Music News & Reviews

Bright musical future seen for Sacramento’s Sunmonks

Alexandra Steele and Geoffrey CK are the voices behind the Sunmonks, whose debut album is “In a Desert of Plenty.”
Alexandra Steele and Geoffrey CK are the voices behind the Sunmonks, whose debut album is “In a Desert of Plenty.”

The Sunmonks put rhythm first.

“Everything is a drum – that is the arrangement,” said Geoffrey CK, the Sacramento-based band’s primary songwriter and one of its two singers.

This rhythmic emphasis means an absence of mad guitar riffs, and that Sunmonks songs, while crossing pop genres from indie rock to funk and Afrobeat, share a bounce and lift.

It also provides a nice launching pad for the band’s less-egalitarian elements: multi-instrumentalist CK’s trumpet accents, and his vocal harmonies with bandmate Alexandra Steele. Elements too remarkable to blend in.

The 2-year-old band, which will mark the vinyl release of its debut EP “In a Desert of Plenty” Sunday with a show at LowBrau, began as a duo. CK, 27, and Steele, 25, have sung together casually since first meeting several years ago. Both grew up in religious families in the Sacramento region.

“We both kind of come from families where music is just part of everything,” said CK, whose moniker, unrelated to the comedian Louis, incorporates the first initials of his middle and last names. CK said people too often mangle the pronunciation of his last name, Knecht (hard “k”).

CK’s mother composed music for the Mormon church, he said, and the family once performed together as a band, with his sister on saxophone and him on trumpet. Steele’s grandfather was a Church of the Nazarene minister, and her grandmother was the church’s musical director.

“She played piano and sang opera – she taught me how to sing,” said Steele, who joined CK for an interview last week at Sacramento’s The Dock recording studio, along with Sunmonks drummer Julian Loy, bass player Dave Middleton and Steele’s affectionate 10-month-old Australian shepherd, Rupert.

Steele and CK know enough about traditional music to recognize that they use a “mixed” register, which lies between “head voice” and “chest voice.”

“It’s crooning, like Nat King Cole,” CK said. “It is different from what most people in our age group do. It is not soft and whispery, but it is also not this ‘rock’ voice.”

Whether it is approach or just talent, CK’s and Steele’s voices sound richer than most rock voices, especially in harmony.

They did not perform together officially until 2012. But they were part of the Sacramento scene before that. They have collaborated with local band Life in 24 Frames, and CK played bass for Sea of Bees (Sacramento singer-songwriter Jules Baenziger).

The Sea of Bees gig came via Middleton, who works for the recording-studio publication Tape Op.

Middleton once jammed on drums, with CK on bass, at an underground Sacramento rehearsal space. Impressed, he recommended CK to John Baccigaluppi, Sea of Bees’ manager and Tape Op’s publisher.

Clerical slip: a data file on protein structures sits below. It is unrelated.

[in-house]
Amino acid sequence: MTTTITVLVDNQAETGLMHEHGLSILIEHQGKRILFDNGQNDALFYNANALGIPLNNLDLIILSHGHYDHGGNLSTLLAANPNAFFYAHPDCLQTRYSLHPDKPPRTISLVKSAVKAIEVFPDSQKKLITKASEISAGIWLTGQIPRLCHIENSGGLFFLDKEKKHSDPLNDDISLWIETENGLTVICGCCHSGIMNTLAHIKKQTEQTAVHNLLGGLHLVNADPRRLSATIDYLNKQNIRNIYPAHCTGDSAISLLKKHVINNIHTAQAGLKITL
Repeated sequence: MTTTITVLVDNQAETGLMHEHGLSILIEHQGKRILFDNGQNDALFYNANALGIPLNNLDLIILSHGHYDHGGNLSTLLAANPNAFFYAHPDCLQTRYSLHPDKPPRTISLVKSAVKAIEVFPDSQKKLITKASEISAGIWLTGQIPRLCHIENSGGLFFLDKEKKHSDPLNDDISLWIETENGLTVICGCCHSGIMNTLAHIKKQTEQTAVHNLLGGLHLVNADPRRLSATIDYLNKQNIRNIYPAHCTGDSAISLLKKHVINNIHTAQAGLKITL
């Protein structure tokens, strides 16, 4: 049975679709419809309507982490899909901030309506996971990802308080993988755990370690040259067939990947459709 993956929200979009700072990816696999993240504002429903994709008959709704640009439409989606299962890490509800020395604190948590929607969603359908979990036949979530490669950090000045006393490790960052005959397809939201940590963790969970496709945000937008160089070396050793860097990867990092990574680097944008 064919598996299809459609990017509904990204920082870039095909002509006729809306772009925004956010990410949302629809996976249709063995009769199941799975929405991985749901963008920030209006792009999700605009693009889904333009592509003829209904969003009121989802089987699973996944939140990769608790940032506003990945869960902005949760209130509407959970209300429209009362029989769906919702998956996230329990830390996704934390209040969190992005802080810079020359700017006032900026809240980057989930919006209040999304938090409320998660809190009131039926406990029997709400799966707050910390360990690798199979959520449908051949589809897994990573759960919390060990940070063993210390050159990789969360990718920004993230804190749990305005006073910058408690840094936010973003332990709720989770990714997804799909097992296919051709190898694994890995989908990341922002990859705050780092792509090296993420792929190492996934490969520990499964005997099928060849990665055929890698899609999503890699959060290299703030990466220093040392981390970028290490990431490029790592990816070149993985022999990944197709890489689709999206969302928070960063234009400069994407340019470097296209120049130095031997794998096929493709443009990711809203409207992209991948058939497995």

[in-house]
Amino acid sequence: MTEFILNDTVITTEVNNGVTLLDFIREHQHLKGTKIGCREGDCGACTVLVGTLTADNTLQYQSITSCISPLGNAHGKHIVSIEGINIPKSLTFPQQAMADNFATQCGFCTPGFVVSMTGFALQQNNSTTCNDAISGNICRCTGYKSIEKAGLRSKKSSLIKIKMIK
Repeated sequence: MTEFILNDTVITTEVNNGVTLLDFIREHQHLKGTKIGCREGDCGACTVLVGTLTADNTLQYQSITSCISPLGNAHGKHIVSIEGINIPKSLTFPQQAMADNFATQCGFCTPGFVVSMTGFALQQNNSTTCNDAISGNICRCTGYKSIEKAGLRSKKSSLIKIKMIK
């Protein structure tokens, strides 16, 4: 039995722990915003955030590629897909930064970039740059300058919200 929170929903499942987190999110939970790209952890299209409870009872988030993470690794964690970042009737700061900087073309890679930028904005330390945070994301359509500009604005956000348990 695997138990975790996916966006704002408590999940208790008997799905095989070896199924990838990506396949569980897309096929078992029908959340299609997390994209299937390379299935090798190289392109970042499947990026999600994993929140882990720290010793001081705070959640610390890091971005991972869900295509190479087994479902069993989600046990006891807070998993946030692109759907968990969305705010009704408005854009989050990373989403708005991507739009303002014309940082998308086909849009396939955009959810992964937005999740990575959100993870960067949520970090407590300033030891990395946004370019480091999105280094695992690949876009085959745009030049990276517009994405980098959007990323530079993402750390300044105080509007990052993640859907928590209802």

Middleton was wowed further when he saw CK and Steele perform together at the rehearsal space – during the month or so between the duo’s stage debut and when Loy and Middleton joined them, forming a band.

“These guys were the best singers I had seen in years,” Middleton said.

Middleton became a key ally, as did Baccigaluppi, the studio guru whose revered warehouse recording space, The Hangar, was forced to close in 2013. After the Hangar closed, Baccigaluppi built, with business partners, the small Dock studio as well as a larger studio in Marin County that has booked such bands as My Morning Jacket and Band of Horses.

He’s a good guy for a fledgling band to know. And he sometimes takes a deeper interest in an act, beyond their studio sessions. After hearing Sunmonks’ demo, he became their manager.

“He is our baby daddy,” Steele said, smiling.

“The demo was great (but) there was just so much there, to a degree that it is almost bewildering, because there are so many ways you can go,” Baccigaluppi said after joining the Sunmonks last week at the Dock. CK is not just a prolific songwriter, he said, but “such a good arranger that he can make a bad song sound great.”

He asked Steele and CK to strip down songs to acoustic guitar and voice. “Not that the songs were bad, (but) we wanted to go through and get the best songs without being influenced by the arrangement, and build them back up again,” Baccigaluppi said.

The EP’s four songs nearly were finished before Baccigaluppi came into the picture, but were mixed with his help. He and the Sunmonks since have recorded four songs from scratch. Baccigaluppi and the band previewed the new tracks last week at the Dock.

They range from 1980s dance pop to a brass-laden song in which horn lines replace guitar leads. The production is tighter and more sophisticated than the EP’s, but maintains that recording’s freshness.

The plan now is to shop the new songs to labels that might be interested in the Sunmonks, a band name chosen more for its sound than meaning. Steele and CK wanted a name that, when uttered, makes use of the whole mouth.

“One of the other (possibilities) was Swarmhorse,” CK said.

He and Steele subsequently discovered the name Sunmonks carried greater resonance.

“Retrospectively, it makes a lot of sense,” said CK, who was raised Mormon but no longer attends church. “I am deeply religious. Not in any sort of Christian way. I am obsessed with mythology and storytelling. The God of the margins – being obsessed with that. I am also serious and overly devout to things I care about, in almost an obsessive, unhealthy way. And Alex is more sort of present, warm, sociable.

“I am the monk, and she is the sun.”

Call The Bee’s Carla Meyer, (916) 321-1118. Follow her on Twitter @CarlaMeyerSB.


When: 7 p.m. Sunday. Young Aundee opens. (All ages)

Where: LowBrau, 1050 20th St., Sacramento

Cost: Free